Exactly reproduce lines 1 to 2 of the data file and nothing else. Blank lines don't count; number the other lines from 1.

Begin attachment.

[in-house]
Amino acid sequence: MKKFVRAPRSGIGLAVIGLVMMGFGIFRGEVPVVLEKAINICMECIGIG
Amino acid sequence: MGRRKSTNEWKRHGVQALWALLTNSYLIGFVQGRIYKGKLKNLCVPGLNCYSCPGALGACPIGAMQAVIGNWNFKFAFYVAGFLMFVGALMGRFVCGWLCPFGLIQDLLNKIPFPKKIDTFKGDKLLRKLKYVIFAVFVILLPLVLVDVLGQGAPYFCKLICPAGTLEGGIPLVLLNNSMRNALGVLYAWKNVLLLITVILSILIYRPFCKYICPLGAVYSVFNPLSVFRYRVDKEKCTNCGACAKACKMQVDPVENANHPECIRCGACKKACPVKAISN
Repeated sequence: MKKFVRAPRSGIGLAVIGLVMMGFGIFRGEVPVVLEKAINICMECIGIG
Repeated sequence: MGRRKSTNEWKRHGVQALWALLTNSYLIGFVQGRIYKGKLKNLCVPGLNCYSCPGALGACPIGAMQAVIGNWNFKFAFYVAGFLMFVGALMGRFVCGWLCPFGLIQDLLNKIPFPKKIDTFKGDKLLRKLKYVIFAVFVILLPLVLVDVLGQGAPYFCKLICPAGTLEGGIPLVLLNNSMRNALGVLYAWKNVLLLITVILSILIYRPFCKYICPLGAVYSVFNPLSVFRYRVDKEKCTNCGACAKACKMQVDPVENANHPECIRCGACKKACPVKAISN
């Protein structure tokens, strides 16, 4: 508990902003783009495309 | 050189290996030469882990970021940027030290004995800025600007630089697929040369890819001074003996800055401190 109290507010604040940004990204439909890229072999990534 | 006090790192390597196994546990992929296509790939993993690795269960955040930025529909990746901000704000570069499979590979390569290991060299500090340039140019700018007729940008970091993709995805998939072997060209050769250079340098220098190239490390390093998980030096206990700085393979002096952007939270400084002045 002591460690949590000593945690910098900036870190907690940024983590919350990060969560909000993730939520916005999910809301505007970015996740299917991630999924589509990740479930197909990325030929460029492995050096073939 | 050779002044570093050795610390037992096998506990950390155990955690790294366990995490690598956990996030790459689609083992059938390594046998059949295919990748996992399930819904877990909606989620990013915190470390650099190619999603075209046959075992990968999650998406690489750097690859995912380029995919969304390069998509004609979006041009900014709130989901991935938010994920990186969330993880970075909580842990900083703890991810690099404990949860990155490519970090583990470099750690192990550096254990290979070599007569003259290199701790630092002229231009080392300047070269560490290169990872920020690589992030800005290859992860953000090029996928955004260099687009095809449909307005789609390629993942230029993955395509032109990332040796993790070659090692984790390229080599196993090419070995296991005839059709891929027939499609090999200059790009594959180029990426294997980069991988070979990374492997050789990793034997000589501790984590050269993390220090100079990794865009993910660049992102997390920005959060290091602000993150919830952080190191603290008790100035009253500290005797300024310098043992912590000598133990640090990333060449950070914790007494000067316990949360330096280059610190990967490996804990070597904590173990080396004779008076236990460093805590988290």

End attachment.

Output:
[in-house]
Amino acid sequence: MKKFVRAPRSGIGLAVIGLVMMGFGIFRGEVPVVLEKAINICMECIGIG